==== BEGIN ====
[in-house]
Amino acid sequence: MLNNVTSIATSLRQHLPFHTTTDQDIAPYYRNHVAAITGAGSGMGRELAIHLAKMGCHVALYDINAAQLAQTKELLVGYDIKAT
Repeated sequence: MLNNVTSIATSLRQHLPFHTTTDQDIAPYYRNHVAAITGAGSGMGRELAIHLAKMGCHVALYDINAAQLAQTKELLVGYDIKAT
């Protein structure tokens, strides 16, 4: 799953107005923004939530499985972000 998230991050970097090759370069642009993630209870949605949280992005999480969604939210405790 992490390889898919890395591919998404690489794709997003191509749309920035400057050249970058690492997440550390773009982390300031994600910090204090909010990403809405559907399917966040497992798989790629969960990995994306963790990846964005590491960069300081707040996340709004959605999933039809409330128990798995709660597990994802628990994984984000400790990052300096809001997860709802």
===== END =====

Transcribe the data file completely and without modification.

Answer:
[in-house]
Amino acid sequence: MLNNVTSIATSLRQHLPFHTTTDQDIAPYYRNHVAAITGAGSGMGRELAIHLAKMGCHVALYDINAAQLAQTKELLVGYDIKAT
Repeated sequence: MLNNVTSIATSLRQHLPFHTTTDQDIAPYYRNHVAAITGAGSGMGRELAIHLAKMGCHVALYDINAAQLAQTKELLVGYDIKAT
């Protein structure tokens, strides 16, 4: 799953107005923004939530499985972000 998230991050970097090759370069642009993630209870949605949280992005999480969604939210405790 992490390889898919890395591919998404690489794709997003191509749309920035400057050249970058690492997440550390773009982390300031994600910090204090909010990403809405559907399917966040497992798989790629969960990995994306963790990846964005590491960069300081707040996340709004959605999933039809409330128990798995709660597990994802628990994984984000400790990052300096809001997860709802």